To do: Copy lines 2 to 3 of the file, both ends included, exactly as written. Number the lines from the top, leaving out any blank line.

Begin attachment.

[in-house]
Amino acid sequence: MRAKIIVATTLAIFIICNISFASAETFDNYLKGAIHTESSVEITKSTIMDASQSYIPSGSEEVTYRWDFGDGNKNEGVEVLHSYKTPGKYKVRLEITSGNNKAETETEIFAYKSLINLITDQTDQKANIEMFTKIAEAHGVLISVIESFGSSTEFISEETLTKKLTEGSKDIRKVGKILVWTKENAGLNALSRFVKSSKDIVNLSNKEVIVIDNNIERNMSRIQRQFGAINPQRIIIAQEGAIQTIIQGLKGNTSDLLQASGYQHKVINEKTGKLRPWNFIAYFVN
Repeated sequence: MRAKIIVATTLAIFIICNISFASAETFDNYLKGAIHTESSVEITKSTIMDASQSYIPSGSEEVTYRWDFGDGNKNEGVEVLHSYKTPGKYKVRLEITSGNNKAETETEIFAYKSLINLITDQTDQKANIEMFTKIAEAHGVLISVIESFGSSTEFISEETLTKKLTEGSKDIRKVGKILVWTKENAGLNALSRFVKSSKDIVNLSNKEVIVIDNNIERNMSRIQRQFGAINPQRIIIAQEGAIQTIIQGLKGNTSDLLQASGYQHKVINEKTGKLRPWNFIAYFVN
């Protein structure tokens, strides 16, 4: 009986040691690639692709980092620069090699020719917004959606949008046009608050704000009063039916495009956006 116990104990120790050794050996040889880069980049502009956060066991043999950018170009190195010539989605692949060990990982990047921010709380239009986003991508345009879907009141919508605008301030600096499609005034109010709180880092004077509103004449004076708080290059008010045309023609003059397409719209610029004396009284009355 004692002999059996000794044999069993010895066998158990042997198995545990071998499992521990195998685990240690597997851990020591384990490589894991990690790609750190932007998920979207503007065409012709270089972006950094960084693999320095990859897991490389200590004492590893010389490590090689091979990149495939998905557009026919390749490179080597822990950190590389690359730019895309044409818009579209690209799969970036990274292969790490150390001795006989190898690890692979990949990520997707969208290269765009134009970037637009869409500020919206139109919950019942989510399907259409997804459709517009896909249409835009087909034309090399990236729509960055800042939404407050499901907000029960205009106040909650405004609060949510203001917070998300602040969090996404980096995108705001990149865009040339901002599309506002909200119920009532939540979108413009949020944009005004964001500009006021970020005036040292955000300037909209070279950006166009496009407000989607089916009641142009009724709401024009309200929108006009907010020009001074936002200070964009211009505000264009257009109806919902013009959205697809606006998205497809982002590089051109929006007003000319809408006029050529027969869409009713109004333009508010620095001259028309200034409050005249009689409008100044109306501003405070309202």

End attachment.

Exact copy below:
Amino acid sequence: MRAKIIVATTLAIFIICNISFASAETFDNYLKGAIHTESSVEITKSTIMDASQSYIPSGSEEVTYRWDFGDGNKNEGVEVLHSYKTPGKYKVRLEITSGNNKAETETEIFAYKSLINLITDQTDQKANIEMFTKIAEAHGVLISVIESFGSSTEFISEETLTKKLTEGSKDIRKVGKILVWTKENAGLNALSRFVKSSKDIVNLSNKEVIVIDNNIERNMSRIQRQFGAINPQRIIIAQEGAIQTIIQGLKGNTSDLLQASGYQHKVINEKTGKLRPWNFIAYFVN
Repeated sequence: MRAKIIVATTLAIFIICNISFASAETFDNYLKGAIHTESSVEITKSTIMDASQSYIPSGSEEVTYRWDFGDGNKNEGVEVLHSYKTPGKYKVRLEITSGNNKAETETEIFAYKSLINLITDQTDQKANIEMFTKIAEAHGVLISVIESFGSSTEFISEETLTKKLTEGSKDIRKVGKILVWTKENAGLNALSRFVKSSKDIVNLSNKEVIVIDNNIERNMSRIQRQFGAINPQRIIIAQEGAIQTIIQGLKGNTSDLLQASGYQHKVINEKTGKLRPWNFIAYFVN